Lazy DIY-ers Guide to Spring Home Maintenance

Do you have an aversion to spring home maintenance chores?  Are you a homeowner who loathes puttering around the house but recognizes that certain springtime jobs can’t be ignored, like the dreaded yard cleanup, messy gutter unclogging and tedious window washing?  If you consider yourself a lazy do-it-yourselfer, here’s a helpful guide on how to tackle critical springtime chores without expending too much energy.   We’ll help you decide which projects you should try to do yourself and when you are fully justified paying (or bribing) someone else to do the job because it’s either too time consuming, too dirty or too risky.spring home maintenance

 

Clean Up Yard

Getting your yard and landscaping ready for the growing season is on the “gotta do” list.  At a minimum, you’ll want to pick up fallen sticks, rake any dead leaves still lying around and trim dead branches from trees.  A green lawn makes everything else look good, so plant on spreading lawn fertilizer and seeding barren spots.

Tip for Lazy DIY-ers:  If you hate yard work and aren’t too fussy, you should be able to bribe a kid to do the easy stuff like picking up the dead branches and pushing a fertilizer spreader.  For the harder stuff — like climbing up a ladder to trim dead limbs — pay an unemployed teenager (minimum wage should suffice).

 

Unclog Blocked Gutters

VertaLok VGS722 Gutter Cleaning SystemIf your gutters and downspouts are clogged with tree branches and leaves, there’s a good chance that spring rains will back up into your house — a mess that you definitely want to avoid!

Tip for Lazy DIY-ers:  We recommend investing in a do-it-yourself gutter cleaning tool kit that lets you remove leaves and debris from your gutters and rinse them clean without having to get up on a ladder.  These DIY kits make gutter cleaning easy and even kind of fun and save you the expense of paying a professional gutter cleaning person (yeah, believe it or not, there are people who majored in gutter cleaning!).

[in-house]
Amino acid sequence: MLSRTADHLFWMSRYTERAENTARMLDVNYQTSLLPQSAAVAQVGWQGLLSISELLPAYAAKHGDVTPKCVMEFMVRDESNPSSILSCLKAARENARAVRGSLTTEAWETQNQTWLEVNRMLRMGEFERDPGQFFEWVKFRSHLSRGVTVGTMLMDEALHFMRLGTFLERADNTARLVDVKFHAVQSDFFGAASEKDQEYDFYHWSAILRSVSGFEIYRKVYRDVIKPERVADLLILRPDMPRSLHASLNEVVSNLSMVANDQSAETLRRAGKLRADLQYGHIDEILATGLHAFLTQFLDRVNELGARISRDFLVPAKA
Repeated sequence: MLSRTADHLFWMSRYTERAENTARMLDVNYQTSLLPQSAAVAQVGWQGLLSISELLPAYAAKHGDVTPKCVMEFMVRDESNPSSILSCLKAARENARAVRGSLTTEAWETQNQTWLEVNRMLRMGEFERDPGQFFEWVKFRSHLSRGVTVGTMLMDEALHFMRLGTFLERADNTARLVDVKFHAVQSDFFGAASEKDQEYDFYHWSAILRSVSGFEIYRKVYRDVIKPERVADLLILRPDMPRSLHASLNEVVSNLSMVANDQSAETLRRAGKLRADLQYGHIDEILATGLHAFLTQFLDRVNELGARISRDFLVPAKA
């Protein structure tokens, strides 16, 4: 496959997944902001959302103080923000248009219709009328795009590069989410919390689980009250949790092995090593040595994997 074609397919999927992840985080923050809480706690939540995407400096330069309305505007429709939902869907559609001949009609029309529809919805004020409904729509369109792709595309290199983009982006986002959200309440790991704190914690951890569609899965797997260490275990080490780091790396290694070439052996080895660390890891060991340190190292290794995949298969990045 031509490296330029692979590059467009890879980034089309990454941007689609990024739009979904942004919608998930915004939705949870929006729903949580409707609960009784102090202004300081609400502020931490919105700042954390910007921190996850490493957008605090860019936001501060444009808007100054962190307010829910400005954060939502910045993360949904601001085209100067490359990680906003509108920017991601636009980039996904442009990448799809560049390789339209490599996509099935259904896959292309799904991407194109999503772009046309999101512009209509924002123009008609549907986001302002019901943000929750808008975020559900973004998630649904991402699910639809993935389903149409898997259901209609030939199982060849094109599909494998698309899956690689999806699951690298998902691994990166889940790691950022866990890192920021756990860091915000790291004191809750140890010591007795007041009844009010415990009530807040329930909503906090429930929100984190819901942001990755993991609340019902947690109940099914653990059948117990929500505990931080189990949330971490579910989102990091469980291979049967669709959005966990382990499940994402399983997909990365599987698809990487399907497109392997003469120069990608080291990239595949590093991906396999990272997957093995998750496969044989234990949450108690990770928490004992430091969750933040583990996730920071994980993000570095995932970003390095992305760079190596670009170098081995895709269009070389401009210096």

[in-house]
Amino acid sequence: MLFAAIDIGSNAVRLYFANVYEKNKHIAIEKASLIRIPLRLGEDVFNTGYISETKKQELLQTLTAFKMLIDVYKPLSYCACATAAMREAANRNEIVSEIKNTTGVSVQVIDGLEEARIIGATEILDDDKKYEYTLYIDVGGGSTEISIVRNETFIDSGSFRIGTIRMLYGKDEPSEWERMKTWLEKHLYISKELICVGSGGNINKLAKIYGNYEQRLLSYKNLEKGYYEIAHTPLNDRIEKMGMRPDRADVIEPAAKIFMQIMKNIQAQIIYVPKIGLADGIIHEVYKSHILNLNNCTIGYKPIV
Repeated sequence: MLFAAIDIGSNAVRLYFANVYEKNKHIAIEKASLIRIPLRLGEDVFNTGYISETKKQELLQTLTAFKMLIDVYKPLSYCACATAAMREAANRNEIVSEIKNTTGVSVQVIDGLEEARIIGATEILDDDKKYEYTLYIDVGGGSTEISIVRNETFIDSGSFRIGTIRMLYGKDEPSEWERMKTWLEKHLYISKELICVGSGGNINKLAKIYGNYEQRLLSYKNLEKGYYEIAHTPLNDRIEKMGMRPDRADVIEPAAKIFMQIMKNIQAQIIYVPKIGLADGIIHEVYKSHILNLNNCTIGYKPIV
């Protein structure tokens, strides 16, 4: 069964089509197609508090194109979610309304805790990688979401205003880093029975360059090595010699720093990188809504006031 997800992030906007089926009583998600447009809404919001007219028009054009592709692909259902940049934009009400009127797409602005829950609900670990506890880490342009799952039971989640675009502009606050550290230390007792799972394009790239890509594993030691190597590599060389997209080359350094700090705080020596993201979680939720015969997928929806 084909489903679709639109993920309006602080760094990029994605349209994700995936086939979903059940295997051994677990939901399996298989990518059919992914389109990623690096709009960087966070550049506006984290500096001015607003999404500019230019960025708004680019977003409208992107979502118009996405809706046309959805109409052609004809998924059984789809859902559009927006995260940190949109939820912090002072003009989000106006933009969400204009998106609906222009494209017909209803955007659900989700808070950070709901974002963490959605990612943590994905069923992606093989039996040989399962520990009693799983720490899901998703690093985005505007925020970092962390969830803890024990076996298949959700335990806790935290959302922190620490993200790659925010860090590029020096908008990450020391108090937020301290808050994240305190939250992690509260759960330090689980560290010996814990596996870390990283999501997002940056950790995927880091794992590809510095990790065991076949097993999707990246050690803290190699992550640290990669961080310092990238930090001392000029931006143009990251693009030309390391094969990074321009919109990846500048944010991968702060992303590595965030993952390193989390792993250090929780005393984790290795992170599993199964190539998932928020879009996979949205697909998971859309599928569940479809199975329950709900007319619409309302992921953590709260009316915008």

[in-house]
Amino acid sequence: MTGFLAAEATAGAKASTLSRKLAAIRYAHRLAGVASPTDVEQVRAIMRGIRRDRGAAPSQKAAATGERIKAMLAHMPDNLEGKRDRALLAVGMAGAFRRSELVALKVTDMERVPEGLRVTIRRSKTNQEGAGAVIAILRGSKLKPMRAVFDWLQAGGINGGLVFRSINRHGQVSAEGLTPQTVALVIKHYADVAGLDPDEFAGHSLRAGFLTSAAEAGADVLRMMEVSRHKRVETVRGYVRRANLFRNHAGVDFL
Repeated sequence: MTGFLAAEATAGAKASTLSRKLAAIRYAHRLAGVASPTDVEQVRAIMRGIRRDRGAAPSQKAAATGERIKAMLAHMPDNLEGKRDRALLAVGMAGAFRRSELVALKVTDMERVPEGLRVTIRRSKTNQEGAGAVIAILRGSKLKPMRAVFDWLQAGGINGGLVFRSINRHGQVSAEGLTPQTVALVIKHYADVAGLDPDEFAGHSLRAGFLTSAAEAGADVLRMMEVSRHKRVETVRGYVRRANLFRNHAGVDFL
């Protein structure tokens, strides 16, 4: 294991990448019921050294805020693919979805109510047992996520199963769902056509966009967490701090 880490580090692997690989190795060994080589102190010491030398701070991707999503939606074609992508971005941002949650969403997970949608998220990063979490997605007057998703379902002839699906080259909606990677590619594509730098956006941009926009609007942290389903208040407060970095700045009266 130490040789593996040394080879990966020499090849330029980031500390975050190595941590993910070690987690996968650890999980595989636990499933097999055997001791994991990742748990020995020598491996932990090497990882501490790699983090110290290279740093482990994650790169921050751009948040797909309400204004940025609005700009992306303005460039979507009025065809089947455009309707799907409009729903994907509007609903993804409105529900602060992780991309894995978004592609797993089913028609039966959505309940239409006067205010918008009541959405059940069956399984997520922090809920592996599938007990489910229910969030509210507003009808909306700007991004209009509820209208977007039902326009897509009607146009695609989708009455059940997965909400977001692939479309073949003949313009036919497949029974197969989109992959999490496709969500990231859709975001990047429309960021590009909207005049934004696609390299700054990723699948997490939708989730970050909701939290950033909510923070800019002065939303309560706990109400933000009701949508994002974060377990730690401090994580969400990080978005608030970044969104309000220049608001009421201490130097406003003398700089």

Wash Windows

Spring is traditionally window washing time because that’s when everyone wants to look out their windows and admire their beautiful yard…which is why you have to take care of that mind-numbing yard cleanup we talked about.

Tip for Lazy DIY-ers:  Hiring a window washing service to clean the inside and outside of your windows is well worth the money, especially if you live in a two-story house and don’t want to risk falling off a ladder.  They’ll bring the manpower, the supplies and the equipment and will get the whole job done in a few hours.  Angie’s List is a good place to find a reputable window cleaning service in your area.

 

Inspect Roof and Attic for Leaks

Winter snow, ice and wind can wreck havoc on your roof, so it’s a really good idea to do an annual inspection for broken, missing or curling shingles and for leaks around flashings, chimneys and skylights.  And since not all roofing problems are visible from the outside, the underside of the roof and rafters in the attic should be checked for visible leaks or water stains.